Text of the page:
Awards for 2021 George Moores Memorial Award for Excellence in Public Education

Public Education is important because it is one of the key activities that the RASC Edmonton Centre delivers that qualifies the Centre for casino proceeds.

As everyone is aware, this pandemic has made it extremely difficult for any organization to fulfill their public education mandate, and the RASC Edmonton Centre unfortunately was no exception.

Nonetheless, in 2021 many organizations contemplated the idea of restarting their public oriented programming and one of those organizations was Tourism Jasper and the Jasper Dark Sky Festival (JDSF). Uncertainty as to whether or not the 2021 JDSF was actually a GO continued right up to only a couple of weeks before the event was to begin. Regardless of these, and many, many other challenges, the JDSF Committee quickly rose to the occasion. They assembled a team of volunteers, created an observing program, confirmed accommodations, planned meals and extracurricular activities and successfully delivered the RASC Night of Observing event! So it is with great pleasure that this years George Moores Memorial Award for Excellence in Public Education goes to Marion and Alan Hobbs and Monica and Chris Meerveld.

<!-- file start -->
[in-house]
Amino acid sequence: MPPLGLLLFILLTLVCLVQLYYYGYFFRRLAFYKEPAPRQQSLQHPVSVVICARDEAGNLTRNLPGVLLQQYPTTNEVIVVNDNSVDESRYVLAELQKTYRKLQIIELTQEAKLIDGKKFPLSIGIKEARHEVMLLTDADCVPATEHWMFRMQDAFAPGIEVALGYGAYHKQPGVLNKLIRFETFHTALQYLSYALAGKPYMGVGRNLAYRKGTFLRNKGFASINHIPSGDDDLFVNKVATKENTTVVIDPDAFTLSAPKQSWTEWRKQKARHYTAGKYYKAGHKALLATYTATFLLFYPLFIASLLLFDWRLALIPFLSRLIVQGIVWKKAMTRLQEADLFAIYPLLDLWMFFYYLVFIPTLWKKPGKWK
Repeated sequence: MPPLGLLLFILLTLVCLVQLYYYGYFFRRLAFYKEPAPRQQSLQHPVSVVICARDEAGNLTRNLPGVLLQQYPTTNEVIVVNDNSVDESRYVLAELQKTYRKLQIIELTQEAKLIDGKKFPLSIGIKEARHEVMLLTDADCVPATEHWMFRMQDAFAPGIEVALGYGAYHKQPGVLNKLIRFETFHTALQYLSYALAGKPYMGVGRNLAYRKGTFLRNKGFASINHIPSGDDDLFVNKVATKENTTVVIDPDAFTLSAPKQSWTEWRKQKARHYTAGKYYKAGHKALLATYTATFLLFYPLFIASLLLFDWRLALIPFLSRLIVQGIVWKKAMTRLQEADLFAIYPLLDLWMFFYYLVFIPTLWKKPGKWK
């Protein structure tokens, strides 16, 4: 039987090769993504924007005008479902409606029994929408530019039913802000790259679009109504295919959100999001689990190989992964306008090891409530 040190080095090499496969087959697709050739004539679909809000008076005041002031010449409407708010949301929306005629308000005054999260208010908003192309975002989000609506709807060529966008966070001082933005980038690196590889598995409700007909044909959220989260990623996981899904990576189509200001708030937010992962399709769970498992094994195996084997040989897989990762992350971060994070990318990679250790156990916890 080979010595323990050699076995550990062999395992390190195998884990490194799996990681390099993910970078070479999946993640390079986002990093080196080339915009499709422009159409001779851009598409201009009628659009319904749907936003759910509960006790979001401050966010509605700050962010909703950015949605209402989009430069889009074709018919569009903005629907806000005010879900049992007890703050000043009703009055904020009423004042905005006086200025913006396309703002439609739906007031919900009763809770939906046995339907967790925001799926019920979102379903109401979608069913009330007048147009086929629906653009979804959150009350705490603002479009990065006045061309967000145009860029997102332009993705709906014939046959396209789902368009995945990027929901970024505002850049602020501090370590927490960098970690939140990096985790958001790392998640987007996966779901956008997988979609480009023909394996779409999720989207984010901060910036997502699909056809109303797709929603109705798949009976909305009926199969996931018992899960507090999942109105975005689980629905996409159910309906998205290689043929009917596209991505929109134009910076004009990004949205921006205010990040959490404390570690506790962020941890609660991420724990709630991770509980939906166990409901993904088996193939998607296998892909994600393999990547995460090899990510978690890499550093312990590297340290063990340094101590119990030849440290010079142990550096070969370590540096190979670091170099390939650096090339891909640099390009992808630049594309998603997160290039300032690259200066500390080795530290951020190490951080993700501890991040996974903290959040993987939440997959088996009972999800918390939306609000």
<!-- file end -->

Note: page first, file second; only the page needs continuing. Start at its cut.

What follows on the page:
Awards for 2021 Bryce Heartwell Memorial Award for Excellence in Astroimaging

We are lucky to have a sizeable group of experienced and talented astroimagers in our club. So picking the astroimager of the year was in some ways a difficult decision for the awards committee.

On the other hand, as we started discussing the matter, it became apparent that this year there was a clear winner. Even though our choice hasn’t won the award since 2008.

A long time has passed since then, even though his work has earned 4 APODs. Four!

Although, to the Award committee’s credit, we made our selection before the fourth, and all the well deserved media attention.

You all know who I’m speaking about. This year’s winner of the Bryce Heartwell Memorial Award for excellence in astroimaging is the inimitable Luca Vanzella.

Congratulations, Luca!

Awards for 2021 Observer of the Year Award

Our recipient this year is a visual observer with a difference: she makes meticulous logbook entries, including sketching what she sees at the eyepiece. And she shares them with us on Facebook, and on the Astro email group.

She does this for a noble purpose, right in line with our mission: as she said on a Facebook post on the Centre FB page exactly one year ago:

“I am thinking that this year I am going to start sharing my visual astronomy logbook entries in this site. I am hoping to motivate people new to the visual astronomy hobby by sharing my experiences. This way others can learn what is up in the sky, what can one see from the city etc … I hope that other visual astronomers will start sharing their observing sessions too.”

And so she did.

Keeping logbooks and sketching objects seen through a telescope has a long and honourable history, of course, going right back to Galileo.

Indeed, if Galileo were to come back today and become a member of our Centre—which he undoubtedly would—he would be amazed by our astroimagers, and I’m sure he would sign up for our Astroimaging cafes.